Slated for forced demolition, can the colossal Phonehenge West yet be saved? While many of us marvel at the work that goes into such decade-spanning, single-person construction projects, the authorities are not always as impressed – one man may learn this lesson the hard way.
Alan Kimble Fahey has labored for much of his life on this offbeat compilation of interconnected structures and hodgepodge spaces. Now, however, Los Angeles County is coming down hard on the un-permitted piece of architectural art.
Aside from zoning issues, there are likely-legitimate fire code concerns … though for a state with an already-overfilled prison system, up to seven years behind bars seems a bit excessive. Many fans of this unusual masterpiece strongly agree.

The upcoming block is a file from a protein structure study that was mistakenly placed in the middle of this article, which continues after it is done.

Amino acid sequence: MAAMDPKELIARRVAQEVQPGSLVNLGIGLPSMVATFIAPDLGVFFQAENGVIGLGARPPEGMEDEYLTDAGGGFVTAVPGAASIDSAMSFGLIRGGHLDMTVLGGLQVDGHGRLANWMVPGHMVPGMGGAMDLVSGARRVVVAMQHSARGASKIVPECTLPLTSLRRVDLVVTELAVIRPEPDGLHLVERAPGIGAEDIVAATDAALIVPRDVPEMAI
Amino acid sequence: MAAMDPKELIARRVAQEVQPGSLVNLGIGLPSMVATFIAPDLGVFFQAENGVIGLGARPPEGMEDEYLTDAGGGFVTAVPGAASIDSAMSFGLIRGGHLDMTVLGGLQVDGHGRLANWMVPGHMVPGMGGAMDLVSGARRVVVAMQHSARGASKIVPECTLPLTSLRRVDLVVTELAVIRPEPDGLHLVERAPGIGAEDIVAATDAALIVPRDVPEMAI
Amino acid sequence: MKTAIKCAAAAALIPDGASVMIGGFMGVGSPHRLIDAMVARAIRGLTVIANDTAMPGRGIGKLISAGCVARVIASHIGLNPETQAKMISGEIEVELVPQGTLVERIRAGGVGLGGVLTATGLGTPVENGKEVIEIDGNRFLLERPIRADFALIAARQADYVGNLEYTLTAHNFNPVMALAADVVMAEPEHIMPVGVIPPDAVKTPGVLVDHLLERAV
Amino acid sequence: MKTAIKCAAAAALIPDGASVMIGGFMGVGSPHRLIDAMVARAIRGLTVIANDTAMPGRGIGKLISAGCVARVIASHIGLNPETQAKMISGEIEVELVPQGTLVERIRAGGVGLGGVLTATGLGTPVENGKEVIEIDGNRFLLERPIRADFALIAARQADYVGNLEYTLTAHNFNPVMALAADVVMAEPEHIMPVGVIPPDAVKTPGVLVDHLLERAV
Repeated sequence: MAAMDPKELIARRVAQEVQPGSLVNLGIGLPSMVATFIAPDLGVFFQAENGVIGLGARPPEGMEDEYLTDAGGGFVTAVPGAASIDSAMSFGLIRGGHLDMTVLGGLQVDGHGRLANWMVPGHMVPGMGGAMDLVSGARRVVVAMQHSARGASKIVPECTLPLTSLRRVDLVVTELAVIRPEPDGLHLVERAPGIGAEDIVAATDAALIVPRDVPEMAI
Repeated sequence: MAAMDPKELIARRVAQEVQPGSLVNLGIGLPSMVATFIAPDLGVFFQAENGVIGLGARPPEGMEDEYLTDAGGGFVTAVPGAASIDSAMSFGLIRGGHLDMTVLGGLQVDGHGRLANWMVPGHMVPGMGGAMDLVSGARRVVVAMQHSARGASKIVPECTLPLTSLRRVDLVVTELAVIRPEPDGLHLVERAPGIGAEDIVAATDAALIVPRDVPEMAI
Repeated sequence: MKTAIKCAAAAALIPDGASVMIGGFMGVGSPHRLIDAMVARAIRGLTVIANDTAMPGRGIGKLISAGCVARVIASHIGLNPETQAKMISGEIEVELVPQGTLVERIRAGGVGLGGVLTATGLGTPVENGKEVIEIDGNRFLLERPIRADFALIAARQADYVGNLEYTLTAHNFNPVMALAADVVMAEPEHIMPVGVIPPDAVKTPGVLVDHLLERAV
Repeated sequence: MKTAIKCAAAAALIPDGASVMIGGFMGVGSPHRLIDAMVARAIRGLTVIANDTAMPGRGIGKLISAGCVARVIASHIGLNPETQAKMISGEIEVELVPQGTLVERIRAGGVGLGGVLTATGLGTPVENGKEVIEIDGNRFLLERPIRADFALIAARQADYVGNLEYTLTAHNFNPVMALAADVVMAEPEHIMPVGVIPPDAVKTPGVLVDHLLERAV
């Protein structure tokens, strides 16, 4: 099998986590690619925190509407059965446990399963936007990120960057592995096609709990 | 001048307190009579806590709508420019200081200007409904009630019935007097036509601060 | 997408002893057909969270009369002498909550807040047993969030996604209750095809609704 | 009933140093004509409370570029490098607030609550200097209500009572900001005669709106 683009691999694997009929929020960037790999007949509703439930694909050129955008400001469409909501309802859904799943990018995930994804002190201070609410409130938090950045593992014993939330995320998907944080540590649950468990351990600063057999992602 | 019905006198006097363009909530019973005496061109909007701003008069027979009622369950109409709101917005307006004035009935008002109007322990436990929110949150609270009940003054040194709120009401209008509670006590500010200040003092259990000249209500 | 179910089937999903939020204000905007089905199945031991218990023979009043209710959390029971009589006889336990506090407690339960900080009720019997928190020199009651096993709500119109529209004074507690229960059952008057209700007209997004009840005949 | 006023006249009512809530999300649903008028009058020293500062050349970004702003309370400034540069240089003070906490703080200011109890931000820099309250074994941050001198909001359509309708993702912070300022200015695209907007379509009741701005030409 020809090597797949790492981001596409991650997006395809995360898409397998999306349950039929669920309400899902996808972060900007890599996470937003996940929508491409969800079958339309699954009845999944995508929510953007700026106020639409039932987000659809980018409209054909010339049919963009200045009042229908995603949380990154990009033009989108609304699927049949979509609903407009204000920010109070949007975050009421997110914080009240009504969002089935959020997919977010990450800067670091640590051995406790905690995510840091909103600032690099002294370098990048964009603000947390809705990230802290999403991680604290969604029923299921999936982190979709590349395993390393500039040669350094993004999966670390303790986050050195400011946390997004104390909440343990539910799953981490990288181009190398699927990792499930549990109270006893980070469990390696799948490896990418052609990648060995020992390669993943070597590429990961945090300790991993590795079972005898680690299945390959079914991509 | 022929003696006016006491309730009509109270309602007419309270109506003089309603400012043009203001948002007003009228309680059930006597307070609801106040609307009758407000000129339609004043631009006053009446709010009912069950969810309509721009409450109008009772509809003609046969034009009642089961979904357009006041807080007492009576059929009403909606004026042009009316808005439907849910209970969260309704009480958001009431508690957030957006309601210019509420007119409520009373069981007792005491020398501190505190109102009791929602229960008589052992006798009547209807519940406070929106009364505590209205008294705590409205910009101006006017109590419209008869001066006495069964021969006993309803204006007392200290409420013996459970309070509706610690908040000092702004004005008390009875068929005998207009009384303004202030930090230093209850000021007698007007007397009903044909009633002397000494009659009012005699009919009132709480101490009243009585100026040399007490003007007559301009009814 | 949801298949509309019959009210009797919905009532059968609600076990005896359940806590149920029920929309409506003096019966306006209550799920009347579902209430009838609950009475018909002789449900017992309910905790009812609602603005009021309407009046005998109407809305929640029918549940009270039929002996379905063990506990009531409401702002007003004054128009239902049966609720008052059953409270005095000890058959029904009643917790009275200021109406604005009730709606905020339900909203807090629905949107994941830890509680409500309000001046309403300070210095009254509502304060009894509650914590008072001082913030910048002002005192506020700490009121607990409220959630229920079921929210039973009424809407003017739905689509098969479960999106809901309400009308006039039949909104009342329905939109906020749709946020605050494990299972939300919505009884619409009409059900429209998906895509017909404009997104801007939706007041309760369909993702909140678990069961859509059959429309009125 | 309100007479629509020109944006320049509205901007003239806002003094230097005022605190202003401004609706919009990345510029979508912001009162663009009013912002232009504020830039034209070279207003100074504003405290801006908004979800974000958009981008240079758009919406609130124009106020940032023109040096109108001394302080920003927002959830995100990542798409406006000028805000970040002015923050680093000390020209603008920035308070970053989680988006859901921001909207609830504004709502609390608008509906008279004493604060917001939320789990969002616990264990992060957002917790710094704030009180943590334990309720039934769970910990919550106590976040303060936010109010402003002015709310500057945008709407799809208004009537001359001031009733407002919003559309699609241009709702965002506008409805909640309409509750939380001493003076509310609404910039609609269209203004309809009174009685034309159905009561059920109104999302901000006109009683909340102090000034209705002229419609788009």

This specific dilemma raises a more timeless question, however, for historic preservation: at what point does personal or public interest play a valid role in creating exceptions to rules? One man’s scrap heap is another man’s castle of trash, after all – and asking someone to demolish their abode is a rather big deal. It would be unfair to call the work a pile of unsafe junk – much of it is traditionally-framed and solidly-built, even if it does not conform to traditional typological norms.